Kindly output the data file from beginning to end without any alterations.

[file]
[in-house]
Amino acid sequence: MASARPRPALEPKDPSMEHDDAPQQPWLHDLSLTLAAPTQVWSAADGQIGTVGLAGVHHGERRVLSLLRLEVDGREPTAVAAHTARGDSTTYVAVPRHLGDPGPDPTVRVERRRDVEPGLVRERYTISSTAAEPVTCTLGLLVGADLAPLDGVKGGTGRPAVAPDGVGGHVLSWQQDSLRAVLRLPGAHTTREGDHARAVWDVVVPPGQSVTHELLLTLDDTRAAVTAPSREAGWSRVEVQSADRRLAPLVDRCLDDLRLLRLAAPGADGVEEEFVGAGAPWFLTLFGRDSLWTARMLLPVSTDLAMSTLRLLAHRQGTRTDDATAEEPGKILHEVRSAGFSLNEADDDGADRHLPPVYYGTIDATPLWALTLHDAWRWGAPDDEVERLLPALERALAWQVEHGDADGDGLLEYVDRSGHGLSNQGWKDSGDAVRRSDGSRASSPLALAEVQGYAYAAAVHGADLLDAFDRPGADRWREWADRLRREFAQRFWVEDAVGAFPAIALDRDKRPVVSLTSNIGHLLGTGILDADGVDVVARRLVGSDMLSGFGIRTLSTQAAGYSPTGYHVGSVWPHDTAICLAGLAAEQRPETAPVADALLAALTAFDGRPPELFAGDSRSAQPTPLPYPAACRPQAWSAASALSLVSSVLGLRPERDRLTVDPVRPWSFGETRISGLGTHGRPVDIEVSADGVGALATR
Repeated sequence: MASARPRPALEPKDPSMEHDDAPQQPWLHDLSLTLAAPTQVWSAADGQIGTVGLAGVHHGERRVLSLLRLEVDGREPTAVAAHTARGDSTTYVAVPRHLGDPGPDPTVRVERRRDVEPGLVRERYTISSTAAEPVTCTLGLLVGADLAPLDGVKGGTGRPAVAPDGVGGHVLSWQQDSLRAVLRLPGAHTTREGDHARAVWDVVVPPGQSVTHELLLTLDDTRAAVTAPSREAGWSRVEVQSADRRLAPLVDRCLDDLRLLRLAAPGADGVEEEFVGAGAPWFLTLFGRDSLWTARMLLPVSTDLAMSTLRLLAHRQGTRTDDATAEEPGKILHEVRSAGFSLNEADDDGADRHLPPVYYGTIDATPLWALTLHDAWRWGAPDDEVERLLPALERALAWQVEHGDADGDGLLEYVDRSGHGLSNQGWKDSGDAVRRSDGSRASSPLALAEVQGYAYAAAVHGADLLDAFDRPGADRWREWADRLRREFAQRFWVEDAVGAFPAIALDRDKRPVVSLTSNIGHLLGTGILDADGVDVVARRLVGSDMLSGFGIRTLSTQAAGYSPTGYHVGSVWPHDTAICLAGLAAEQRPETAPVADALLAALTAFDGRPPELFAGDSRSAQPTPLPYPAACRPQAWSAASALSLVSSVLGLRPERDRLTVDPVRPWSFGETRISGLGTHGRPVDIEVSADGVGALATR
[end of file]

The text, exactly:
[in-house]
Amino acid sequence: MASARPRPALEPKDPSMEHDDAPQQPWLHDLSLTLAAPTQVWSAADGQIGTVGLAGVHHGERRVLSLLRLEVDGREPTAVAAHTARGDSTTYVAVPRHLGDPGPDPTVRVERRRDVEPGLVRERYTISSTAAEPVTCTLGLLVGADLAPLDGVKGGTGRPAVAPDGVGGHVLSWQQDSLRAVLRLPGAHTTREGDHARAVWDVVVPPGQSVTHELLLTLDDTRAAVTAPSREAGWSRVEVQSADRRLAPLVDRCLDDLRLLRLAAPGADGVEEEFVGAGAPWFLTLFGRDSLWTARMLLPVSTDLAMSTLRLLAHRQGTRTDDATAEEPGKILHEVRSAGFSLNEADDDGADRHLPPVYYGTIDATPLWALTLHDAWRWGAPDDEVERLLPALERALAWQVEHGDADGDGLLEYVDRSGHGLSNQGWKDSGDAVRRSDGSRASSPLALAEVQGYAYAAAVHGADLLDAFDRPGADRWREWADRLRREFAQRFWVEDAVGAFPAIALDRDKRPVVSLTSNIGHLLGTGILDADGVDVVARRLVGSDMLSGFGIRTLSTQAAGYSPTGYHVGSVWPHDTAICLAGLAAEQRPETAPVADALLAALTAFDGRPPELFAGDSRSAQPTPLPYPAACRPQAWSAASALSLVSSVLGLRPERDRLTVDPVRPWSFGETRISGLGTHGRPVDIEVSADGVGALATR
Repeated sequence: MASARPRPALEPKDPSMEHDDAPQQPWLHDLSLTLAAPTQVWSAADGQIGTVGLAGVHHGERRVLSLLRLEVDGREPTAVAAHTARGDSTTYVAVPRHLGDPGPDPTVRVERRRDVEPGLVRERYTISSTAAEPVTCTLGLLVGADLAPLDGVKGGTGRPAVAPDGVGGHVLSWQQDSLRAVLRLPGAHTTREGDHARAVWDVVVPPGQSVTHELLLTLDDTRAAVTAPSREAGWSRVEVQSADRRLAPLVDRCLDDLRLLRLAAPGADGVEEEFVGAGAPWFLTLFGRDSLWTARMLLPVSTDLAMSTLRLLAHRQGTRTDDATAEEPGKILHEVRSAGFSLNEADDDGADRHLPPVYYGTIDATPLWALTLHDAWRWGAPDDEVERLLPALERALAWQVEHGDADGDGLLEYVDRSGHGLSNQGWKDSGDAVRRSDGSRASSPLALAEVQGYAYAAAVHGADLLDAFDRPGADRWREWADRLRREFAQRFWVEDAVGAFPAIALDRDKRPVVSLTSNIGHLLGTGILDADGVDVVARRLVGSDMLSGFGIRTLSTQAAGYSPTGYHVGSVWPHDTAICLAGLAAEQRPETAPVADALLAALTAFDGRPPELFAGDSRSAQPTPLPYPAACRPQAWSAASALSLVSSVLGLRPERDRLTVDPVRPWSFGETRISGLGTHGRPVDIEVSADGVGALATR